|Rugel's false pawpaw, Rugel's pawpaw, yellow squirrel-banana|
|(B.L. Robins.) Small|
|Dorothy M. Brazis|
The following Participating Institutions are custodians for this species in the CPC National Collection:
Bok Tower Gardens
The conservation of Deeringothamnus rugelii is fully sponsored.
Dorothy M. Brazis contributed to this Plant Profile.
This species is a low, deciduous woody shrub or subshrub that grows to 50 cm tall. The species has 1 to several arching stems that arise from a taproot. The alternate, leathery leaves are oblong, to oval or obovate from 1 to 7 cm long. This species is very small and easy to miss. Flowers are lemon yellow, fragrant, and ascend singly from the axils of the new shoot leaves. The number of fleshy petals ranges from 6 - 15. There are 10 - 20 stamens. The fruit is 3 - 6 cm long and turns yellow-green when ripe. Blooms from March to May (FNAI 2000; Coile 2000, NatureServe 2001; and Ward 1979).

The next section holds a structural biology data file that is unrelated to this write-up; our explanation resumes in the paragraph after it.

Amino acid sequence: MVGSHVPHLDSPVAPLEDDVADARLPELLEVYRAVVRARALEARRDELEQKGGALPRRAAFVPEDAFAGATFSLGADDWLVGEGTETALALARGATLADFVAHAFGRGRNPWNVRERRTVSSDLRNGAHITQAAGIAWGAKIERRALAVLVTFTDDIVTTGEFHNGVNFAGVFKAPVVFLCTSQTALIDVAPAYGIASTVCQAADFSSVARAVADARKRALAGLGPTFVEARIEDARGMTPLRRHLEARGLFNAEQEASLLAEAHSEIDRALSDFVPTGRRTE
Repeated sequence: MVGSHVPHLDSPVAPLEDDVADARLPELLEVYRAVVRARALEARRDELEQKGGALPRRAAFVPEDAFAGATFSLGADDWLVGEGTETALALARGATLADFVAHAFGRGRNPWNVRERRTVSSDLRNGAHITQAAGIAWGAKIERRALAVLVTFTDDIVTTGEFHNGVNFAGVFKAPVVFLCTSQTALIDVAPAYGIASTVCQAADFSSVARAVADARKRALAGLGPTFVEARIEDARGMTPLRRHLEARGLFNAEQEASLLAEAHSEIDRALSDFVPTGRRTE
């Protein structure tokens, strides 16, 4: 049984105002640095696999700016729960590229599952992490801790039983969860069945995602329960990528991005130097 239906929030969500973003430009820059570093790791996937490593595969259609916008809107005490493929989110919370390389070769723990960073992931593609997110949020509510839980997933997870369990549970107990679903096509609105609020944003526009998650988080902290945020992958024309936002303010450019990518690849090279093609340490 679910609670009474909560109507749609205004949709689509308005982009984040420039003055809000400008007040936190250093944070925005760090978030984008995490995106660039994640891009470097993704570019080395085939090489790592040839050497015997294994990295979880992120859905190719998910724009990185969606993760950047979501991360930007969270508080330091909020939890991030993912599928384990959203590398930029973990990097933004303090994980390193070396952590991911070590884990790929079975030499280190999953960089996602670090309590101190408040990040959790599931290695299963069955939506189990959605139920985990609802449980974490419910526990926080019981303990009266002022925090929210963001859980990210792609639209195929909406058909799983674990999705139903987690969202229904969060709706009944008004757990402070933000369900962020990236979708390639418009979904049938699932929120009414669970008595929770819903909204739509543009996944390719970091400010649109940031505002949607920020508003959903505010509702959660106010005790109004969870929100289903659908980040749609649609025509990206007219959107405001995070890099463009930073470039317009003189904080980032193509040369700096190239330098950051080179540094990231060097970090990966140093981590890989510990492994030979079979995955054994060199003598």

Distribution & Occurrence
Deeringothamnus rugelii is native to wet slash-pine flatwoods consisting of grasses and sedges. (FNAI 2000)
|Rugels pawpaw is known from 29 sites, and about half of those are located on public lands. (FNAI 2000)|
Conservation, Ecology & Research
Helkowski (1997a, 1997b, 1998a, 1998b, 2000) has studied this species in reference to the effects of fire and other management techniques on its populations.
Control exotic vegetation since the species is easily shaded out by other shrubs in its habitat.
Map and survey the species to determine its current distribution, and keep a GIS database with the information.
Protect and enhance existing populations.
Conduct research on its life history characteristics.
Educate the public.
Prevent degradation of existing habitat.
Restore areas to suitable habitat.
Conduct habitat-level projects.
Monitor habitat/ecological processes.
Helkowski, J.; Norman, E.M. 1997. Effect of fire on an endangered Florida Plant, Deeringothamnus rugelii. Florida Scientist. 60: 118-123.
Kral, R.D. 1960. A revision of Asimina and Deeringothamnus (Annonaceae). Brittonia. 12: 233-278.
USFWS. 1985. Proposed Endangered and Threatened Status for Three Florida Shrubs. Federal Register. 50, 212: 45634-45638.
USFWS. 1986. Endangered Status for Three Florida Shrubs. Federal Register. 51, 187: 34415-34420.